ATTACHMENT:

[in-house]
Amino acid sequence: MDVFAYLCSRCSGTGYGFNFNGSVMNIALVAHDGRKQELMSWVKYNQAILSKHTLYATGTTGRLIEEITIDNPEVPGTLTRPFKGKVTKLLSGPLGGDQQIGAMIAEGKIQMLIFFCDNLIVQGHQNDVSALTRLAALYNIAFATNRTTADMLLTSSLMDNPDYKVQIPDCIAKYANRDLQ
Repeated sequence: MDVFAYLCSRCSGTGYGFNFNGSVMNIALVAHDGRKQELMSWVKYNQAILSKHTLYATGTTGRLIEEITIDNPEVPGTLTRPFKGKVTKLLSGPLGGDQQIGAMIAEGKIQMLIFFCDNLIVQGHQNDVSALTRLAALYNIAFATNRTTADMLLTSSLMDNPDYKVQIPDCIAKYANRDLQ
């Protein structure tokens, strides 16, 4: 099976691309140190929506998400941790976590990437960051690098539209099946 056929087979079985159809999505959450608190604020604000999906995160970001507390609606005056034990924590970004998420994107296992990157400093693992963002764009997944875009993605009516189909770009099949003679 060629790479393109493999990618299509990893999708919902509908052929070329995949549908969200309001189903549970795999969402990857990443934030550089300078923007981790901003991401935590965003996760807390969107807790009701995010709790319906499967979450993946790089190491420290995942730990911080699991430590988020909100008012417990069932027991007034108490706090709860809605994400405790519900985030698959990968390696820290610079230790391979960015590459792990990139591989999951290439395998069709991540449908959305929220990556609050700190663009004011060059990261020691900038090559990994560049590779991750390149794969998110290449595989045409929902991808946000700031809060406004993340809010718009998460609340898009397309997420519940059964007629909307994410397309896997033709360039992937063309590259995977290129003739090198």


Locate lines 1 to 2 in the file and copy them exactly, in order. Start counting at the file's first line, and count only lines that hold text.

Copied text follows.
[in-house]
Amino acid sequence: MDVFAYLCSRCSGTGYGFNFNGSVMNIALVAHDGRKQELMSWVKYNQAILSKHTLYATGTTGRLIEEITIDNPEVPGTLTRPFKGKVTKLLSGPLGGDQQIGAMIAEGKIQMLIFFCDNLIVQGHQNDVSALTRLAALYNIAFATNRTTADMLLTSSLMDNPDYKVQIPDCIAKYANRDLQ